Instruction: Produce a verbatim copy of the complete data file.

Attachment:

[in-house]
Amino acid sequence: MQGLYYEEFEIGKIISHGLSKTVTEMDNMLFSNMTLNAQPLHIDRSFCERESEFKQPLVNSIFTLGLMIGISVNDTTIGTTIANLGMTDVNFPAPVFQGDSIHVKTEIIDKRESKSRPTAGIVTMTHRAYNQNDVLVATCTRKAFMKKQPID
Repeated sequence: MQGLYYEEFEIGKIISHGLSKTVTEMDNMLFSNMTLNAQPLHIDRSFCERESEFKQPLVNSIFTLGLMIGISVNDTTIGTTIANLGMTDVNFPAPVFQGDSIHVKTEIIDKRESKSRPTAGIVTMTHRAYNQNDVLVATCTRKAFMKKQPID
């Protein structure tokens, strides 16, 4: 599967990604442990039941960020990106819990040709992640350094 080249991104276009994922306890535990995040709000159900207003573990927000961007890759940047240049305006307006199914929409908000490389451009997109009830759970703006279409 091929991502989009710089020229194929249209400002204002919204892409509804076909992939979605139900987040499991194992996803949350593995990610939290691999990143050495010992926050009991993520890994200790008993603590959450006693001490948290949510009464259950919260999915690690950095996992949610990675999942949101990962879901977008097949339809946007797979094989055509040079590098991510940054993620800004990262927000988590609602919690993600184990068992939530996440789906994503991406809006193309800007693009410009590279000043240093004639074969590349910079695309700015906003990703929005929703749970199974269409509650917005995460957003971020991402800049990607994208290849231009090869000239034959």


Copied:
[in-house]
Amino acid sequence: MQGLYYEEFEIGKIISHGLSKTVTEMDNMLFSNMTLNAQPLHIDRSFCERESEFKQPLVNSIFTLGLMIGISVNDTTIGTTIANLGMTDVNFPAPVFQGDSIHVKTEIIDKRESKSRPTAGIVTMTHRAYNQNDVLVATCTRKAFMKKQPID
Repeated sequence: MQGLYYEEFEIGKIISHGLSKTVTEMDNMLFSNMTLNAQPLHIDRSFCERESEFKQPLVNSIFTLGLMIGISVNDTTIGTTIANLGMTDVNFPAPVFQGDSIHVKTEIIDKRESKSRPTAGIVTMTHRAYNQNDVLVATCTRKAFMKKQPID
């Protein structure tokens, strides 16, 4: 599967990604442990039941960020990106819990040709992640350094 080249991104276009994922306890535990995040709000159900207003573990927000961007890759940047240049305006307006199914929409908000490389451009997109009830759970703006279409 091929991502989009710089020229194929249209400002204002919204892409509804076909992939979605139900987040499991194992996803949350593995990610939290691999990143050495010992926050009991993520890994200790008993603590959450006693001490948290949510009464259950919260999915690690950095996992949610990675999942949101990962879901977008097949339809946007797979094989055509040079590098991510940054993620800004990262927000988590609602919690993600184990068992939530996440789906994503991406809006193309800007693009410009590279000043240093004639074969590349910079695309700015906003990703929005929703749970199974269409509650917005995460957003971020991402800049990607994208290849231009090869000239034959």